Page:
vSphere Upgrade Options
Posted by Mike Preston on October 26, 2017
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When it comes time for your vSphere upgrade there are many different approaches to how you perform the upgrades on your ESXi hosts.   An administrator who looks after a small cluster may update one way, whereas an administrator who looks after an enterprise with 1000s of hosts may opt to go another.  Also, depending on how your environment is deployed you might want to choose one method over another.  Factors such as a whether or not your hosts are managed by a vCenter server, whether or not they are members of a cluster – these things all impact the methods in which you chose to update to the latest version of ESXi.  Certainly, some methods are much more simplistic than others to perform, some offer more advantages when upgrading at scale, and some are more prone to user error – let’s take a look at each method of upgrading our hosts below and discuss the benefits and drawbacks of each…

VMware vSphere logo

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Accessing esxcli through PowerCLI
Posted by Mike Preston on October 4, 2017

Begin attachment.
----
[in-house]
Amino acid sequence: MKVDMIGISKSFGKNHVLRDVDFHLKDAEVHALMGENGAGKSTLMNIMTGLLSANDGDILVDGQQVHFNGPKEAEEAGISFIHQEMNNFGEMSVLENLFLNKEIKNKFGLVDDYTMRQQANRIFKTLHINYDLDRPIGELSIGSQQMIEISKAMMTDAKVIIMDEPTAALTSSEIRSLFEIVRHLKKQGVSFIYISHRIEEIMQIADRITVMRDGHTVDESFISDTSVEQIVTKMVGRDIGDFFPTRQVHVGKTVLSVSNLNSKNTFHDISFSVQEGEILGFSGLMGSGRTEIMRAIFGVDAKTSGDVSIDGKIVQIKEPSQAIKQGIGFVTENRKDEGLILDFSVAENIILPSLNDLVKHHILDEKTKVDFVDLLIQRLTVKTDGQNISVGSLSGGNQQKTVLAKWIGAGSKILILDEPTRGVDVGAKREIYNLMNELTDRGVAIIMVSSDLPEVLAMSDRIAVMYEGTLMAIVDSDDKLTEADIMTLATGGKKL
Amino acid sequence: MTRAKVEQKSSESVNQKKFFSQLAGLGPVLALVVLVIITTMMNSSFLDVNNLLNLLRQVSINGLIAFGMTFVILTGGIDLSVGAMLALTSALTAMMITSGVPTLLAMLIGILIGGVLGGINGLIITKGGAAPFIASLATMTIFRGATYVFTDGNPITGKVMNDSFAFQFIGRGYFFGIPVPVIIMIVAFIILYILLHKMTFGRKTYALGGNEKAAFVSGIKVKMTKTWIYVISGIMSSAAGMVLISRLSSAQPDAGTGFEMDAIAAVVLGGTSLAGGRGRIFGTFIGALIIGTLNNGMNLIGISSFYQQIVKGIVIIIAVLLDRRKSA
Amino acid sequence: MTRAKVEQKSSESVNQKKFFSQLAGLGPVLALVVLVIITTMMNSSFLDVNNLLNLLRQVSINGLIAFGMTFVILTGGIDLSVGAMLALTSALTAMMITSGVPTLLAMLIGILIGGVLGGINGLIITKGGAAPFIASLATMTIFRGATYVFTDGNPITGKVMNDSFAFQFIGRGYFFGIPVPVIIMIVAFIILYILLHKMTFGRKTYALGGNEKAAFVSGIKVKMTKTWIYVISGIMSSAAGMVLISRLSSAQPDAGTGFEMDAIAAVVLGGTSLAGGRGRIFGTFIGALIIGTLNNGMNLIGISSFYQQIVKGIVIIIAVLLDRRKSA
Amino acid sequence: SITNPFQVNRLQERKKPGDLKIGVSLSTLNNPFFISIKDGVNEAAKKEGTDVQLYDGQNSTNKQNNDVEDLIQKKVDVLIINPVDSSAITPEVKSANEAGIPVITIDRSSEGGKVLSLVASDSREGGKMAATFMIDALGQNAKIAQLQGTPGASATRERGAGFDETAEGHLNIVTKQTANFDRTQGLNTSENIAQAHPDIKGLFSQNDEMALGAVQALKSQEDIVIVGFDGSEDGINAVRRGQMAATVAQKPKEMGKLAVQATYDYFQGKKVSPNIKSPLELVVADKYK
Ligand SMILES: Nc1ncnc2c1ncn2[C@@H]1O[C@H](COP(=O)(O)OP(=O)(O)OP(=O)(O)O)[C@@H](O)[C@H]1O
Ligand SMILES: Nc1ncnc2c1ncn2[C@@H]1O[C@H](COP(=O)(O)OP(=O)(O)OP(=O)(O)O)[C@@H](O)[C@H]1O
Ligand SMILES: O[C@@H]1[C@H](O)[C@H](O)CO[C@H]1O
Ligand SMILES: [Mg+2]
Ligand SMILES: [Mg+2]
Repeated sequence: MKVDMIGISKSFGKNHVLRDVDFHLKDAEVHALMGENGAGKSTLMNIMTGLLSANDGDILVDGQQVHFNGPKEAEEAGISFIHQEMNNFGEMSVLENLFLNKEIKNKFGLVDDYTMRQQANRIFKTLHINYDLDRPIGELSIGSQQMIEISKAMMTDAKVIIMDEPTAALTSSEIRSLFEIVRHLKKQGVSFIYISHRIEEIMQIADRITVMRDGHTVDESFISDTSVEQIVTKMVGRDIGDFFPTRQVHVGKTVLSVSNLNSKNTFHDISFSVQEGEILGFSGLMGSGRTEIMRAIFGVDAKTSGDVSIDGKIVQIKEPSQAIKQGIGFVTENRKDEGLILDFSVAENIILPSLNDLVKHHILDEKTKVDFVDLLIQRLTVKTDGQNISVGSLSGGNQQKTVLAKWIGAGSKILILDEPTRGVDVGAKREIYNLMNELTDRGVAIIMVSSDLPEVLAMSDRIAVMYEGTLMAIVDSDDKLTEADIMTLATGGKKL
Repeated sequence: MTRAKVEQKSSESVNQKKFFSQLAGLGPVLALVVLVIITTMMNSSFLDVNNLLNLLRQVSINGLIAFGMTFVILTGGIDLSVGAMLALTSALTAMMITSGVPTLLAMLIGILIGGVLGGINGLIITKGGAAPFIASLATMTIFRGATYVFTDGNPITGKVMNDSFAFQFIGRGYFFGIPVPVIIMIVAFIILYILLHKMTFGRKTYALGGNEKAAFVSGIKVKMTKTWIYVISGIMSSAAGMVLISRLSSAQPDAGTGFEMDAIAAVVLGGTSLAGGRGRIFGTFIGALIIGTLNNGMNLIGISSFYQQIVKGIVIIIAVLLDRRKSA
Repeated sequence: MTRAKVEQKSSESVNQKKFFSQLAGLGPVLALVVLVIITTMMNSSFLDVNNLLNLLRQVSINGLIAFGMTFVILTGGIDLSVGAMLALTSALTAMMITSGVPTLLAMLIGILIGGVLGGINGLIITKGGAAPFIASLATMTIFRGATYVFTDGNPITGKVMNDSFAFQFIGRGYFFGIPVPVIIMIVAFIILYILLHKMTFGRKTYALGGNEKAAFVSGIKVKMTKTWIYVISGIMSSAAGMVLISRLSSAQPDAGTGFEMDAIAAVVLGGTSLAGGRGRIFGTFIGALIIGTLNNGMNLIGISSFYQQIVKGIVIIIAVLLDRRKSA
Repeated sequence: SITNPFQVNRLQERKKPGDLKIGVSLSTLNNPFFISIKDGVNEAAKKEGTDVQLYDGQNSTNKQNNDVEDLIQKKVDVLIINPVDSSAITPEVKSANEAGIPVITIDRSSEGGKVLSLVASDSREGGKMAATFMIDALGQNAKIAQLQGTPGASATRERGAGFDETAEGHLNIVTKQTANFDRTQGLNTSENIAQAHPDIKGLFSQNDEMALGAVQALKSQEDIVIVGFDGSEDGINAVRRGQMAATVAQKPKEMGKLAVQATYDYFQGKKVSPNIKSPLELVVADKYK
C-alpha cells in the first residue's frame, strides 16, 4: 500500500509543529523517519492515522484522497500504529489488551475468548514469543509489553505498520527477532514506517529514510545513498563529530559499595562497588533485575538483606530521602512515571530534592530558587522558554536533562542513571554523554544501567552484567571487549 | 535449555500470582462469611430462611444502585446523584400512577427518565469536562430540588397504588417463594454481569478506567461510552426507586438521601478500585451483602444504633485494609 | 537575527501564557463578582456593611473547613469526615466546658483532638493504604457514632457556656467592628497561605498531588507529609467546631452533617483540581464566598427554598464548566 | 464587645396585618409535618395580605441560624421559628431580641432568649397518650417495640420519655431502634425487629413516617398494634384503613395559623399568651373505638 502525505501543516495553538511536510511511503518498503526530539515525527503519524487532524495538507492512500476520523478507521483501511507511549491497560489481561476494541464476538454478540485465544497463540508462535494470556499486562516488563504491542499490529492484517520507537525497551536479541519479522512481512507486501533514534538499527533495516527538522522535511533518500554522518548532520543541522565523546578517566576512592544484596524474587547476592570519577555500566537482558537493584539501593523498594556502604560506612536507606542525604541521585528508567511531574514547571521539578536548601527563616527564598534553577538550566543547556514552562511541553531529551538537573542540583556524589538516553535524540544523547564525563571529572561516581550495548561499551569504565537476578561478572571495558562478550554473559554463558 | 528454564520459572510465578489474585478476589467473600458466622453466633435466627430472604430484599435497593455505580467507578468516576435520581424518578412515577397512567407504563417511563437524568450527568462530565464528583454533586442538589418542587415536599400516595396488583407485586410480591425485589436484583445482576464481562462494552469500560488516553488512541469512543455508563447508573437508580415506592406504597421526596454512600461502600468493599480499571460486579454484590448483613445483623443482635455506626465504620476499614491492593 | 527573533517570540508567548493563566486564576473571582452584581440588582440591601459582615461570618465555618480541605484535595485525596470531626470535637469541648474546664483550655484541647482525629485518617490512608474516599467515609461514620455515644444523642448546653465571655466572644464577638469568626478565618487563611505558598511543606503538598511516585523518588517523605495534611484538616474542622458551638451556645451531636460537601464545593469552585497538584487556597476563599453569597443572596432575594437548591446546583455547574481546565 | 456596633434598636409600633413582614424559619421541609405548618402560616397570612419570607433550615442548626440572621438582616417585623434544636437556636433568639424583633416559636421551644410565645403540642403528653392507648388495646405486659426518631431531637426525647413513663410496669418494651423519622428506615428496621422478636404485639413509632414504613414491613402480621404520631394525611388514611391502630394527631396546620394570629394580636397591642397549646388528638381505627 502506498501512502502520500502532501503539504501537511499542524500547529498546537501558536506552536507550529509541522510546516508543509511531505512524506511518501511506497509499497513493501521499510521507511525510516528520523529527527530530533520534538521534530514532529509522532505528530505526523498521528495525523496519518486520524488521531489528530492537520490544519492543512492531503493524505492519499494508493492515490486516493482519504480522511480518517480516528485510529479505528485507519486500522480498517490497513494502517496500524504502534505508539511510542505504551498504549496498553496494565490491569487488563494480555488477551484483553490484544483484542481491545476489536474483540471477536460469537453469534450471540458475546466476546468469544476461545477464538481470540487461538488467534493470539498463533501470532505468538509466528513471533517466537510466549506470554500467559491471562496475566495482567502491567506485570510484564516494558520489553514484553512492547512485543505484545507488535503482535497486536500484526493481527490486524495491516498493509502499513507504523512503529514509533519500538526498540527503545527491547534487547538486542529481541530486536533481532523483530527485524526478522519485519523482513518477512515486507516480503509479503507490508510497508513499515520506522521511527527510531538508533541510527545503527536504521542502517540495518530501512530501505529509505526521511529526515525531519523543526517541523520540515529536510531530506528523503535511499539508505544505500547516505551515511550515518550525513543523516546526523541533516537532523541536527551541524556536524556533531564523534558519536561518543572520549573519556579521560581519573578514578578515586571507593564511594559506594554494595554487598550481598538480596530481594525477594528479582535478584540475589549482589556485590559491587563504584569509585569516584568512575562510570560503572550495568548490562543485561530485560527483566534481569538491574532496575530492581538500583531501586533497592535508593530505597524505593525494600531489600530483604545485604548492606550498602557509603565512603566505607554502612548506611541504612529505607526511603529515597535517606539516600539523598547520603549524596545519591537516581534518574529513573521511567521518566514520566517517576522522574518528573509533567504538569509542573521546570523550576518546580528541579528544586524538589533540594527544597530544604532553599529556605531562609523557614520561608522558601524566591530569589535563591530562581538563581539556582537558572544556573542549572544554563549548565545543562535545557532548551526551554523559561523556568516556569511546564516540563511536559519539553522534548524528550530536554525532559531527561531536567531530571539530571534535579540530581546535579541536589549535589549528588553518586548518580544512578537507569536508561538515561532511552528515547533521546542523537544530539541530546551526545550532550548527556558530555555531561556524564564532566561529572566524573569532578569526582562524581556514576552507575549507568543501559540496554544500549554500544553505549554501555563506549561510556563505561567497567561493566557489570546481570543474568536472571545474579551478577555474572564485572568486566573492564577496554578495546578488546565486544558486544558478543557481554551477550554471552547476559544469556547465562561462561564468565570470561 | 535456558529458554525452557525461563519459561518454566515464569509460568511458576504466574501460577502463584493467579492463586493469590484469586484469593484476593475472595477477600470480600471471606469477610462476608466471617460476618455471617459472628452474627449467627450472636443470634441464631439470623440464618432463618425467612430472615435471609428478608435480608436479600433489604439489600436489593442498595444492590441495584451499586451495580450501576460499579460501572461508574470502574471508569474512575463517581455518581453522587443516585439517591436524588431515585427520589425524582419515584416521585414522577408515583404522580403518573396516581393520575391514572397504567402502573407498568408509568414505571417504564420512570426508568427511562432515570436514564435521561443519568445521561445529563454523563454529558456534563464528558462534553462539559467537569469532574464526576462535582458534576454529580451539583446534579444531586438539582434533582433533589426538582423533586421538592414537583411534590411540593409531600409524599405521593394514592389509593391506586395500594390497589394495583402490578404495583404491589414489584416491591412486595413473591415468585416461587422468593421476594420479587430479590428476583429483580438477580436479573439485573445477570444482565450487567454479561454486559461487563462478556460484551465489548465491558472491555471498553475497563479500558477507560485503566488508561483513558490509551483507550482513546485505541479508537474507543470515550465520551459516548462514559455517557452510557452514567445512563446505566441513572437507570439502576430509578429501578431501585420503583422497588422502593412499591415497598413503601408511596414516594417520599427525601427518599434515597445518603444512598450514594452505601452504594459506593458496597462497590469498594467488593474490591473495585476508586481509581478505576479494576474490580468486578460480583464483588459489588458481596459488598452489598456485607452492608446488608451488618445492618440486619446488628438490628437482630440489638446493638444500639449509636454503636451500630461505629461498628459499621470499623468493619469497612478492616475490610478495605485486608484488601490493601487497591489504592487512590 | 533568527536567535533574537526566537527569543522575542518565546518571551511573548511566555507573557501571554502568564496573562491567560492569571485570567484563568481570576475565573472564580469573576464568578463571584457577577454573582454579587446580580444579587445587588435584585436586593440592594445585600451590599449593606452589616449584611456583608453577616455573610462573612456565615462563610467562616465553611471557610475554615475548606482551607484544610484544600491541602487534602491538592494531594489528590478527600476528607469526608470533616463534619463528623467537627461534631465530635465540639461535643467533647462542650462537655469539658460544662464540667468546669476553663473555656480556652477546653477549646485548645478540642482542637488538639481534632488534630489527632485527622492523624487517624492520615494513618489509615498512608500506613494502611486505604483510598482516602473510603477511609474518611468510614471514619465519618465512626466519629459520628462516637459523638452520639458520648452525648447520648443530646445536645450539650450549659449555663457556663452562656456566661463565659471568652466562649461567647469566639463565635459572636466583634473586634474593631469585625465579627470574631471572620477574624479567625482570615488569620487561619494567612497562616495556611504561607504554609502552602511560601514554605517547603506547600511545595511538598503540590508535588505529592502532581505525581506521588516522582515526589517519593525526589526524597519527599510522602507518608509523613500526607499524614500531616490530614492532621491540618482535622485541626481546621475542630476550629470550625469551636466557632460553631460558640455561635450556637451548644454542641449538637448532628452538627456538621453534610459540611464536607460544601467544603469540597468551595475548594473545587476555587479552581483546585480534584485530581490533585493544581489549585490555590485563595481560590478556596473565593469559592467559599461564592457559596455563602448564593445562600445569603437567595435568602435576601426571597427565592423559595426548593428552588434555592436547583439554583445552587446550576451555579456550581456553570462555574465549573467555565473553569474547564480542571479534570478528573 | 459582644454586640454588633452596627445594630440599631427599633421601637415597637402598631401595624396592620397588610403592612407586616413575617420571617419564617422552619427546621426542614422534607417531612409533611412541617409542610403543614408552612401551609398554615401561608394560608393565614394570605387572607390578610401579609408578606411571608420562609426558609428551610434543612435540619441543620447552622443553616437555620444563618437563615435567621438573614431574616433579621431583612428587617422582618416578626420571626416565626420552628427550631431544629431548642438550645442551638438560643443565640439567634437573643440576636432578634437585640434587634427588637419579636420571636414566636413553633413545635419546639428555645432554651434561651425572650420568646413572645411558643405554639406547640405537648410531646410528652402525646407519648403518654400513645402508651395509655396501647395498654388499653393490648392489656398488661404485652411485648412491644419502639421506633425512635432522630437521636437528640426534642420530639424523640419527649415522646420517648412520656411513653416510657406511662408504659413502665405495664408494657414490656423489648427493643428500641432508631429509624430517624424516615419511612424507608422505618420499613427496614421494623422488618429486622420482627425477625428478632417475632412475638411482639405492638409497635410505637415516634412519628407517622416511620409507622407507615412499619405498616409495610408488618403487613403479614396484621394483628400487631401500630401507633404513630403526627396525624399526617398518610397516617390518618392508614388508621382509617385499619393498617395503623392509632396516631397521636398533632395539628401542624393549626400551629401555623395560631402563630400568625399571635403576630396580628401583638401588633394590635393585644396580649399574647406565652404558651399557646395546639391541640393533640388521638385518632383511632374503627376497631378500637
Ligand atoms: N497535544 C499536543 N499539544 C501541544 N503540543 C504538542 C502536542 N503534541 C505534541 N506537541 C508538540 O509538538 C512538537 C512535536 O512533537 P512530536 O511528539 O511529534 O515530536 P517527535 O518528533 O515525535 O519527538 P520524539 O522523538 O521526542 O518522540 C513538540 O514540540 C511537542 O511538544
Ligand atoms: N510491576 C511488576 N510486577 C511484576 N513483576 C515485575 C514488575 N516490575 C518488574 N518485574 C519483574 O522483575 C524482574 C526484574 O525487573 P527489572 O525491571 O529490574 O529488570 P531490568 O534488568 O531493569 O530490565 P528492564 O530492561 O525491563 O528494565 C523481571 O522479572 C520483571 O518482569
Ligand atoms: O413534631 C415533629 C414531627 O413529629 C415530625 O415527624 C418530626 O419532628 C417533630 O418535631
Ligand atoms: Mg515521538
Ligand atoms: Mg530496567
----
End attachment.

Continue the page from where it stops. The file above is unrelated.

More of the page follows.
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Picture this – you are working away developing a PowerCLI script that is performing multiple actions – you have it just about complete when you come to a roadblock.  After frantically googling around you find out that this one task you are trying to perform simply cannot be done through PowerShell, yet you know it exists within the local ESXi esxcli command namespace!  This has happened multiple times to me and thankfully, there is a way to access ESXi’s esxcli command namespace without having to leave the comforts of the PowerShell Console.

Chances are that if you have been working at all with ESXi you are familiar with the esxcli command – but for those that aren’t let’s take a quick look at what exactly it does.

esxcli namespaces

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Convert a physical Linux server to VMware VM
Posted by Romain Serre on September 6, 2017
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When you implement a virtual infrastructure, you may want to convert your physical servers to virtual to improve your datacenter consolidation. In this topic, we will see how to convert a physical Linux server to a VMware VM. To make this conversion, I used VMware vCenter Converter Standalone.

Install VMware vCenter Converter Standalone

To host VMware vCenter Converter Standalone, you need a physical or virtual machine based on Windows Server. Usually, when I run this tool, I use a virtual machine. Then run the executable to process the product installation.

VMware vCenter Converter Standalone

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Top 5 Best Utilities for your vSphere infrastructure presented on VMware Labs in 2017
Posted by Dmytro Malynka on August 23, 2017